MO ballot measure could lead to tax break for child care providers. Would it help shortage?

Neil Nakahodo/ The Kansas City Star

When Missouri voters head to the ballot box next year, they will decide on a measure designed to encourage business owners to offer more child care services as the state faces a major shortage.

The question, which will appear on the November 2024 ballot, will ask Missourians to amend the state constitution to allow lawmakers to pass legislation that exempts child care providers from paying taxes on personal and real property.

Missouri lawmakers from both parties approved the ballot proposal on the last day of the legislative session this year with little controversy. Republican Gov. Mike Parson has made expanding child care services a legislative priority as the state faces a major shortage, which has forced parents to leave the workforce due to the lack of availability.

And the COVID-19 pandemic has exacerbated the challenges of finding affordable care in rural parts of the state.

An estimated 50% of Missourians live in a child care desert, said Wendy Doyle, the president and CEO of United We, a nonpartisan policy and research group focused on enhancing equity for women.

“That means that there are three children in line for every spot,” she said. “Just in the Kansas City metro area, child care facility closures are happening because of the workforce — the lack of people who actually show up and work at the child care facilities.”

Supporters argue that the ballot measure could entice business owners to offer child care services and encourage more facilities. If voters approve it, lawmakers would have to pass additional legislation to offer the tax exemptions.

“There’s a huge child care need right now. We need more child care facilities and we need to incentivize the entrepreneurs who are starting them to provide more,” said state Sen. Travis Fitzwater, a Holts Summit Republican who sponsored the legislation.

But even some supporters of the ballot measure acknowledge that the tax exemptions would be a small piece to address the state’s larger problem.

“It’s part of the solution,” said state Sen. Lauren Arthur, a Kansas City Democrat and strong advocate for expanding child care services. “It certainly won’t solve the problem…It’s going to take a lot of action on behalf of a lot of people and it’s going to take major financial investment from the state as well.”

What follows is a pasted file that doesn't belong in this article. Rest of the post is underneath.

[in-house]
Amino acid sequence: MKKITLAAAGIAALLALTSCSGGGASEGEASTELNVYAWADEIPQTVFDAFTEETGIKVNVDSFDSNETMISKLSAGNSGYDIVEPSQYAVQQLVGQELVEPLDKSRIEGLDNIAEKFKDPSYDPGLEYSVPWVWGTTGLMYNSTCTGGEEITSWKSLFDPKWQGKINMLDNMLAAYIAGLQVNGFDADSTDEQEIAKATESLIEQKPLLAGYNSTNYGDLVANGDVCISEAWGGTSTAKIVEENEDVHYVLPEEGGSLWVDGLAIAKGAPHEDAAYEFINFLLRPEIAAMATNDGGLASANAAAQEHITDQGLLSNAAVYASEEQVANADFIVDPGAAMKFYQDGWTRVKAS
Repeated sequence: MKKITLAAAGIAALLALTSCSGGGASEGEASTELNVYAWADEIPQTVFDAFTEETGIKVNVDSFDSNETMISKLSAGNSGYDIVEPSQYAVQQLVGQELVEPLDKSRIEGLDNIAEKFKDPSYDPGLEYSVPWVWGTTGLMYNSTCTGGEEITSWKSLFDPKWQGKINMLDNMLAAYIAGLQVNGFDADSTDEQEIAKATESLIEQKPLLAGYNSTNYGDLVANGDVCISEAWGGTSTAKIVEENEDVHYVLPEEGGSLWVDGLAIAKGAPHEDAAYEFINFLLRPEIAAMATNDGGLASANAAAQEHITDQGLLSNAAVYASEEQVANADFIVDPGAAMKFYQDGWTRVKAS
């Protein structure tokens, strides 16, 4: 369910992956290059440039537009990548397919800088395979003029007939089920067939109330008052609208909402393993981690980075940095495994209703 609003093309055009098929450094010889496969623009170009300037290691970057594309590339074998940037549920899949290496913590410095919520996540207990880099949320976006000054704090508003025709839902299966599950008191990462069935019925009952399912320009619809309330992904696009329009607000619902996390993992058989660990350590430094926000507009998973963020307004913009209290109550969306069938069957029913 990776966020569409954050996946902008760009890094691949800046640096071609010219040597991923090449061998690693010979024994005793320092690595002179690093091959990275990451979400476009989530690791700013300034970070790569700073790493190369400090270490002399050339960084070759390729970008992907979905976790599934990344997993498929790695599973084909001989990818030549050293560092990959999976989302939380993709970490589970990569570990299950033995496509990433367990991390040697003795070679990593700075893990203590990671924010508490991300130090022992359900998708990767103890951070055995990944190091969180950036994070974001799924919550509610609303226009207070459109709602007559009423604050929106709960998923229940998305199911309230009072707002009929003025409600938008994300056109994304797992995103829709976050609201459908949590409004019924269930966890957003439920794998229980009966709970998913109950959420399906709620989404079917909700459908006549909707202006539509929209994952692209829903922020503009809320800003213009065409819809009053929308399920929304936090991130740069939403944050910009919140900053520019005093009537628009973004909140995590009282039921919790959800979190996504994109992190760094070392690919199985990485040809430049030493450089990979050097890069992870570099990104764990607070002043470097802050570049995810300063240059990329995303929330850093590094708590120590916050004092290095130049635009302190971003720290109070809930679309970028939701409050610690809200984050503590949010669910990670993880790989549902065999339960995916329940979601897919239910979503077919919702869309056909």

The goal of the ballot measure, Arthur said, is to provide financial relief to child care providers who then can pass that relief to low-wage workers and ultimately parents to make child care more affordable.

While Parson, in his State of the State address in January, made reducing the child care shortage a priority this year, few of his proposals made it across the finish line. The state budget, however, did include $78 million to raise child care provider subsidies as well as $56 million to expand pre-kindergarten programs.

Parson spokesperson Johnathan Shiflett, in an email to The Star, said the Republican governor was “supportive of new measures that help the state move forward in improving child care access and affordability.”

When asked about the failure of many of his child care-related proposals, Shiflett said Parson would prioritize child care and early childhood programs next year.

One of the bills that did not make it across the finish line was Arthur’s legislation that would have increased state reimbursements to school districts with early childhood programs. She said she was “extremely disappointed” by the failure of some of the child care-related proposals this year.